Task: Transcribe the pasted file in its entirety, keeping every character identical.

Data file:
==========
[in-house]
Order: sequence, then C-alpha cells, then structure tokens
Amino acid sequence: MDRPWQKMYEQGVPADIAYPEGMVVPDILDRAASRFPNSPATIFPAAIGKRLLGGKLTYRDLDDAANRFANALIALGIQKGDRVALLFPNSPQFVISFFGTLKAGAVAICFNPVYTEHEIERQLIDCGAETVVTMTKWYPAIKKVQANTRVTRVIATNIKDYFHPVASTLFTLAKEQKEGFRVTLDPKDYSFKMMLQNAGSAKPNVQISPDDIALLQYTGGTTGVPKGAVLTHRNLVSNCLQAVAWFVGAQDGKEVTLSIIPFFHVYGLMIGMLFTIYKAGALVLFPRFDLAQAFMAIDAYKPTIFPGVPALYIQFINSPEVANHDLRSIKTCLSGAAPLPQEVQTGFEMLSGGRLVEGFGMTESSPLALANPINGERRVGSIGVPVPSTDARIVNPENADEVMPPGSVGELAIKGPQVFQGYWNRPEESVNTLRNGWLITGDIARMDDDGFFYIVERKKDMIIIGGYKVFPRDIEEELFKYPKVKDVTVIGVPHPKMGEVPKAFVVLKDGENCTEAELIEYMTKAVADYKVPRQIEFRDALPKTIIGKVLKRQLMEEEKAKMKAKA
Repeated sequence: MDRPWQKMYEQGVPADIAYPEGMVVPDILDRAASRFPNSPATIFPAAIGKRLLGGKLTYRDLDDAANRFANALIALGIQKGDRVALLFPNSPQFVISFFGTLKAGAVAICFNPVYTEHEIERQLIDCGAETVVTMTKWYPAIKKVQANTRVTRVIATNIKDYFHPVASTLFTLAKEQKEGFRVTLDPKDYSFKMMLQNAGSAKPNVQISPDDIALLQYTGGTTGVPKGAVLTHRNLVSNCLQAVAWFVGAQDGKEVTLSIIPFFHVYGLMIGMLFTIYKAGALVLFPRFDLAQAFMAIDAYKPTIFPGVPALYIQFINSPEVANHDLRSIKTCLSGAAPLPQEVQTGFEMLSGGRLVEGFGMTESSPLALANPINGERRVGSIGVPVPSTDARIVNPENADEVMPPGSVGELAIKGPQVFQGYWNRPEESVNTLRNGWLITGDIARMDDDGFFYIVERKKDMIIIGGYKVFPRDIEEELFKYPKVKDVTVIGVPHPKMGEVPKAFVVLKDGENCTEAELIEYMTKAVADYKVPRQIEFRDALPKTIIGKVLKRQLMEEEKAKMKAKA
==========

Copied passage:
[in-house]
Order: sequence, then C-alpha cells, then structure tokens
Amino acid sequence: MDRPWQKMYEQGVPADIAYPEGMVVPDILDRAASRFPNSPATIFPAAIGKRLLGGKLTYRDLDDAANRFANALIALGIQKGDRVALLFPNSPQFVISFFGTLKAGAVAICFNPVYTEHEIERQLIDCGAETVVTMTKWYPAIKKVQANTRVTRVIATNIKDYFHPVASTLFTLAKEQKEGFRVTLDPKDYSFKMMLQNAGSAKPNVQISPDDIALLQYTGGTTGVPKGAVLTHRNLVSNCLQAVAWFVGAQDGKEVTLSIIPFFHVYGLMIGMLFTIYKAGALVLFPRFDLAQAFMAIDAYKPTIFPGVPALYIQFINSPEVANHDLRSIKTCLSGAAPLPQEVQTGFEMLSGGRLVEGFGMTESSPLALANPINGERRVGSIGVPVPSTDARIVNPENADEVMPPGSVGELAIKGPQVFQGYWNRPEESVNTLRNGWLITGDIARMDDDGFFYIVERKKDMIIIGGYKVFPRDIEEELFKYPKVKDVTVIGVPHPKMGEVPKAFVVLKDGENCTEAELIEYMTKAVADYKVPRQIEFRDALPKTIIGKVLKRQLMEEEKAKMKAKA
Repeated sequence: MDRPWQKMYEQGVPADIAYPEGMVVPDILDRAASRFPNSPATIFPAAIGKRLLGGKLTYRDLDDAANRFANALIALGIQKGDRVALLFPNSPQFVISFFGTLKAGAVAICFNPVYTEHEIERQLIDCGAETVVTMTKWYPAIKKVQANTRVTRVIATNIKDYFHPVASTLFTLAKEQKEGFRVTLDPKDYSFKMMLQNAGSAKPNVQISPDDIALLQYTGGTTGVPKGAVLTHRNLVSNCLQAVAWFVGAQDGKEVTLSIIPFFHVYGLMIGMLFTIYKAGALVLFPRFDLAQAFMAIDAYKPTIFPGVPALYIQFINSPEVANHDLRSIKTCLSGAAPLPQEVQTGFEMLSGGRLVEGFGMTESSPLALANPINGERRVGSIGVPVPSTDARIVNPENADEVMPPGSVGELAIKGPQVFQGYWNRPEESVNTLRNGWLITGDIARMDDDGFFYIVERKKDMIIIGGYKVFPRDIEEELFKYPKVKDVTVIGVPHPKMGEVPKAFVVLKDGENCTEAELIEYMTKAVADYKVPRQIEFRDALPKTIIGKVLKRQLMEEEKAKMKAKA